Tuesday, July 15, 2008

Athletic Balance

No, today’s blog isn’t about that kind of balance. The balance that I am talking about in the title of today’s post is the balance across the training intensity spectrum.

But, before I get into that, Mat has written a great post this week on some of the limiters to Ironman performance that, as athletes we often fail to/don’t want to consider (e.g. day to day nutrition…Sugar addicts stand up! :-) Check it out - http://msteinmetz.blogspot.com/

In his post, Mat talks about the components of fitness. I want to explore that a little more in my own post this week.

In my mind there are two schools of thought on preparation for Ironman racing. On one side of the fence we have the following basic theory of training:

Position 1: Raise the athlete’s functional threshold to the highest level possible - since functional threshold is the best predictor of athletic performance in all aerobic events (yeah, right!) then make sure the athlete paces the race at the appropriate % of this functional threshold. If the athlete races under what their functional threshold # would indicate, it is clearly a pacing problem.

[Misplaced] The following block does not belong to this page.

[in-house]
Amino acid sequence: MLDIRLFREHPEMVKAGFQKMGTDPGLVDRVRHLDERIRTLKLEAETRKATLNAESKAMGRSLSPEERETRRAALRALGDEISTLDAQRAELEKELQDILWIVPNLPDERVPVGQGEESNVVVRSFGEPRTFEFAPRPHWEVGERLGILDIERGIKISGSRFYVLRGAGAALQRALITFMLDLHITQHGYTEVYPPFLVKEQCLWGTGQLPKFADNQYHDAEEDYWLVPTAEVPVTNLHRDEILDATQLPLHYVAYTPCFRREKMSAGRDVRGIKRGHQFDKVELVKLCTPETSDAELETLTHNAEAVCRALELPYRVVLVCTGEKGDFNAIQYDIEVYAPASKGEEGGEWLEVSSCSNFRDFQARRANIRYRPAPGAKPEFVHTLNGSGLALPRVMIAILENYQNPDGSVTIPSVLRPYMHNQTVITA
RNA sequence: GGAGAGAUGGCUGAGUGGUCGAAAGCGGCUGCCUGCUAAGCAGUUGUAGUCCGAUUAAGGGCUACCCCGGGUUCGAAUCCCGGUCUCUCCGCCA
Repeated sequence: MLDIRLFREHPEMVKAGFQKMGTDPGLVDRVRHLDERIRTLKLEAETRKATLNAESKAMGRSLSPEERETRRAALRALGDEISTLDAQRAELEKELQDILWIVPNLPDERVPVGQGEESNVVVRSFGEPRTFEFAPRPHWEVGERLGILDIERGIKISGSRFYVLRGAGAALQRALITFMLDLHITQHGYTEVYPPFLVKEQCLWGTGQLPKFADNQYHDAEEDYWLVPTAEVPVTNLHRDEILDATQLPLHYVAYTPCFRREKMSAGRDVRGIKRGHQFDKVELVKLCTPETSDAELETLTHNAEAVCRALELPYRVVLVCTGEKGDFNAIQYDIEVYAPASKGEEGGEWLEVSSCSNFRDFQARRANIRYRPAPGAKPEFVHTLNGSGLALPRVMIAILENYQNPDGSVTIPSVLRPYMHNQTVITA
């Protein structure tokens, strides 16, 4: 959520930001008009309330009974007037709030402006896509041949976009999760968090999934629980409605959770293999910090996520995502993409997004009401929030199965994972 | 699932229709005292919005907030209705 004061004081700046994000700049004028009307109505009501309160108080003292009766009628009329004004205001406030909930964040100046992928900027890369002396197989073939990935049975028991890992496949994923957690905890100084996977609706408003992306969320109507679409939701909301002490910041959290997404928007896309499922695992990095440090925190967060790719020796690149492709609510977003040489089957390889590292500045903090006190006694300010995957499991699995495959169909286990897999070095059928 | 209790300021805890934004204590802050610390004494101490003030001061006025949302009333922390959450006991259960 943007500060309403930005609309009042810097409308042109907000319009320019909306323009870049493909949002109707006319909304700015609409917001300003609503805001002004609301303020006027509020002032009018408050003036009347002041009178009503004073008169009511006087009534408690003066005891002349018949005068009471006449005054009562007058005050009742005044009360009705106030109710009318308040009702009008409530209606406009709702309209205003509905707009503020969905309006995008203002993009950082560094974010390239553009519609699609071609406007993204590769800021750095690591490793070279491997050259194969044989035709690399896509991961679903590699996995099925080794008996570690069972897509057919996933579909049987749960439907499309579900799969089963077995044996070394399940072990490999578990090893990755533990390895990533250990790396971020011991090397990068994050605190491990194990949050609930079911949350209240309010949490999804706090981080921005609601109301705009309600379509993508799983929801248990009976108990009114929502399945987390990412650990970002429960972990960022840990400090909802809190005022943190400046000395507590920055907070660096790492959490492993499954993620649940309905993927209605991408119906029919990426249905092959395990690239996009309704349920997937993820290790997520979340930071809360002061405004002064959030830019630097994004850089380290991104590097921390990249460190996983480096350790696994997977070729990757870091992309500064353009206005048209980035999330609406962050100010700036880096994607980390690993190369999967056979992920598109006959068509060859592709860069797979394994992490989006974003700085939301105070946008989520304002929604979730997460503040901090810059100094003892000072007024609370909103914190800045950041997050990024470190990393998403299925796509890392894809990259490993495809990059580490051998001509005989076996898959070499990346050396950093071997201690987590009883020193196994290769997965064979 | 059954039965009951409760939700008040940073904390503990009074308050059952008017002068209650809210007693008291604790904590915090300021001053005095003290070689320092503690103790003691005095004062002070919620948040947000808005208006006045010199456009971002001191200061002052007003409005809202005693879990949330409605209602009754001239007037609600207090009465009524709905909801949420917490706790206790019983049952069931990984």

I hope you feel the sarcastic tone in the above paragraph. This myopic viewpoint of training really bugs me on a pretty deep level and the fact that there are a number of PhD’s (often in unrelated fields) out there espousing this viewpoint right now, bugs me even more. Excuse my grumpiness this morning. I’m a little undercaffeinated :-)

Anyhow, position 2: Miles make champions. Increase aerobic training volume to the limits of the athlete’s long term tolerance. Avoid high intensity training as it will ultimately limit the athlete’s training volume.

I want to point out that I have a strong lean (almost to the point of falling over sideways) toward this position. However, recently my experience in coaching and testing athletes has led me to reach the conclusion that despite the fact that 80% of the Ironman field would benefit from simply doing more, there is a select portion that is distinctly lacking in the top end abilities required to reach the next level of athletic performance.

I also believe that this 20% or so is growing as more and more people are selecting “training for an Ironman” as their first foray into triathlon training (or their reintroduction after a long lay-off) without following the natural progression of sprint tri, Olympic tri, Half Ironman followed by an Ironman several years into their triathletic development.